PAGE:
The UN says it has been told by al-Qaeda linked rebels that they seized 44 Fijian peacekeepers in the Israeli-occupied Golan Heights “for their own protection” and that they were all safe.
The Fijians, who are part of the UN’s disengagement observer force, were seized on Thursday by rebels the US said were lead by members of the Nusra Front, al-Qaeda’s primary affiliate in Syria.
On Friday, the UN said it had “received assurances from credible sources that the 44 peacekeepers … are safe and in good health”, adding that the disengagement mission was informed “that the intention … was to remove them from an active battlefield to a safe area for their own protection”.
The UN added that 72 soldiers from the Philippines had been surrounded by rebels but had not been harmed and were in good health.
Stephane Dujarric, a spokesman for the UN operation, said talks were continuing with a “wide range of parties within Syria” and UN member state who may influence them.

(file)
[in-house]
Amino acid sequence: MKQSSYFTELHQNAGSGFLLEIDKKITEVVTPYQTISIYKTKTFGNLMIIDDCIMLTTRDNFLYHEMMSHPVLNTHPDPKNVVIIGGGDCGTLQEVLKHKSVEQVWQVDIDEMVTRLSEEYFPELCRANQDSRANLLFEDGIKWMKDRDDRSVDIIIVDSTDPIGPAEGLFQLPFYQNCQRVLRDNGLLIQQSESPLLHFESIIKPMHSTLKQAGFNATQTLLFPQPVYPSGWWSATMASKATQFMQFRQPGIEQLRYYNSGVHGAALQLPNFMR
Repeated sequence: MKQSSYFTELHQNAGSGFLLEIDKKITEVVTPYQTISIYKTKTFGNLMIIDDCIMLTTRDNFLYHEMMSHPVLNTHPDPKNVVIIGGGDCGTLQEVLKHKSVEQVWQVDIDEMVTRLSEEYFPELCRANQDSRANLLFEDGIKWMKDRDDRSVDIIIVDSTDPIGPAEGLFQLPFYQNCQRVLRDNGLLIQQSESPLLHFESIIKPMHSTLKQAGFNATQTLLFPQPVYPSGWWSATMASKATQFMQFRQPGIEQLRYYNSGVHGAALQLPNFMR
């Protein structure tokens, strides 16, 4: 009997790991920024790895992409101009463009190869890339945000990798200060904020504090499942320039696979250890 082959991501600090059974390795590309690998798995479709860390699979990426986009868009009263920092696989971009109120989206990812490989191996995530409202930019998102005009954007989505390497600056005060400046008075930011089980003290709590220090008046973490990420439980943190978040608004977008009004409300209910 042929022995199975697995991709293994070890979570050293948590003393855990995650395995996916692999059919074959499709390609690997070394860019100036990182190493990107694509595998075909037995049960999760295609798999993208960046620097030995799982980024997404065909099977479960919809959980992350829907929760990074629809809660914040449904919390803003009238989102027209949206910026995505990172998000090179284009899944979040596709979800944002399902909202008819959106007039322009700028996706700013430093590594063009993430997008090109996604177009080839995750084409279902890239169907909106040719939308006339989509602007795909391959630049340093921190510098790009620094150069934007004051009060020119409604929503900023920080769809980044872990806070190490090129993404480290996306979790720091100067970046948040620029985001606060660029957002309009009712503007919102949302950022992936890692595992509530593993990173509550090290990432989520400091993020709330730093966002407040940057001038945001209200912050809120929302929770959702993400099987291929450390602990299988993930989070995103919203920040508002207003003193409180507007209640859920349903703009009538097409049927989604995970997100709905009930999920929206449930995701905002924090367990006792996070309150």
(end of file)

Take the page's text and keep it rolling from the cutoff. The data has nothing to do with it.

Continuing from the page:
“Those who are being held have food and water for some time,” he said. “At this very point, it is not an extreme concern.”
The capture and standoff come after Syrian rebels, including Nusra Front fighters, stormed the Quneitra crossing on
Wednesday, sparking an exchange of fire with Israeli troops.
The Golan Heights is a strategic plateau captured by Israel in a 1967 Middle East war.
Syria and Israel technically remain at war. Syrian troops are not allowed in an “area of separation” under a 1973 ceasefire formalised in 1974.
The UN force monitors the area of separation, a narrow strip of land running about 70km from Mount Hermon on the Lebanese border to the Yarmouk River frontier with Jordan.
It comprises 1,223 soldiers from Fiji, India, Ireland, Nepal, Netherlands and the Philippines.
Austria, Japan and Croatia have all pulled their troops out of the monitoring force due to the deteriorating security situation and spillover from the Syrian war.
UN officials noted that troops monitoring the area have been abducted twice in the last year, but released safely.